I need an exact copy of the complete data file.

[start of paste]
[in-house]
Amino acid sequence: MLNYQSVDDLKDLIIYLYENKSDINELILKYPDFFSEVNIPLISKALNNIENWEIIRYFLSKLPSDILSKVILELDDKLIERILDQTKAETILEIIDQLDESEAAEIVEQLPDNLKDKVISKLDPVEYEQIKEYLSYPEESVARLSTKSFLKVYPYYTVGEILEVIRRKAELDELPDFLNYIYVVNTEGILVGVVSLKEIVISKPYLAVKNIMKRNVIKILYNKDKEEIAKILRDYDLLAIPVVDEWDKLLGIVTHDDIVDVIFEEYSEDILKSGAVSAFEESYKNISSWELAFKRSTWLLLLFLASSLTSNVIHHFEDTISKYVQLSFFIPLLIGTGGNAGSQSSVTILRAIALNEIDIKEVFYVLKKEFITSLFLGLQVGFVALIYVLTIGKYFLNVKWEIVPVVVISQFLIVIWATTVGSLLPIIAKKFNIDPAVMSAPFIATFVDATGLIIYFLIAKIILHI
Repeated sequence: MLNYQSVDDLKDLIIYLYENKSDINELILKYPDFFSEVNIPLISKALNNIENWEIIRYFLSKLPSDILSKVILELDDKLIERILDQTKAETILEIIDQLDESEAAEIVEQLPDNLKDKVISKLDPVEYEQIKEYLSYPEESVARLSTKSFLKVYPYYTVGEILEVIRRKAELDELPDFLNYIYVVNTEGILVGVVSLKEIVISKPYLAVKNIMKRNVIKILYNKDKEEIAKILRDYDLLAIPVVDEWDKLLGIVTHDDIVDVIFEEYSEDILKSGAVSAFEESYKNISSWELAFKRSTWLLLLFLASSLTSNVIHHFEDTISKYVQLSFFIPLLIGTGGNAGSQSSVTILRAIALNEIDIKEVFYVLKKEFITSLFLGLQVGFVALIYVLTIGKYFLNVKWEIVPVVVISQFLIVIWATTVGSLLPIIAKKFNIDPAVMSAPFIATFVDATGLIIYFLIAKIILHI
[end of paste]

[in-house]
Amino acid sequence: MLNYQSVDDLKDLIIYLYENKSDINELILKYPDFFSEVNIPLISKALNNIENWEIIRYFLSKLPSDILSKVILELDDKLIERILDQTKAETILEIIDQLDESEAAEIVEQLPDNLKDKVISKLDPVEYEQIKEYLSYPEESVARLSTKSFLKVYPYYTVGEILEVIRRKAELDELPDFLNYIYVVNTEGILVGVVSLKEIVISKPYLAVKNIMKRNVIKILYNKDKEEIAKILRDYDLLAIPVVDEWDKLLGIVTHDDIVDVIFEEYSEDILKSGAVSAFEESYKNISSWELAFKRSTWLLLLFLASSLTSNVIHHFEDTISKYVQLSFFIPLLIGTGGNAGSQSSVTILRAIALNEIDIKEVFYVLKKEFITSLFLGLQVGFVALIYVLTIGKYFLNVKWEIVPVVVISQFLIVIWATTVGSLLPIIAKKFNIDPAVMSAPFIATFVDATGLIIYFLIAKIILHI
Repeated sequence: MLNYQSVDDLKDLIIYLYENKSDINELILKYPDFFSEVNIPLISKALNNIENWEIIRYFLSKLPSDILSKVILELDDKLIERILDQTKAETILEIIDQLDESEAAEIVEQLPDNLKDKVISKLDPVEYEQIKEYLSYPEESVARLSTKSFLKVYPYYTVGEILEVIRRKAELDELPDFLNYIYVVNTEGILVGVVSLKEIVISKPYLAVKNIMKRNVIKILYNKDKEEIAKILRDYDLLAIPVVDEWDKLLGIVTHDDIVDVIFEEYSEDILKSGAVSAFEESYKNISSWELAFKRSTWLLLLFLASSLTSNVIHHFEDTISKYVQLSFFIPLLIGTGGNAGSQSSVTILRAIALNEIDIKEVFYVLKKEFITSLFLGLQVGFVALIYVLTIGKYFLNVKWEIVPVVVISQFLIVIWATTVGSLLPIIAKKFNIDPAVMSAPFIATFVDATGLIIYFLIAKIILHI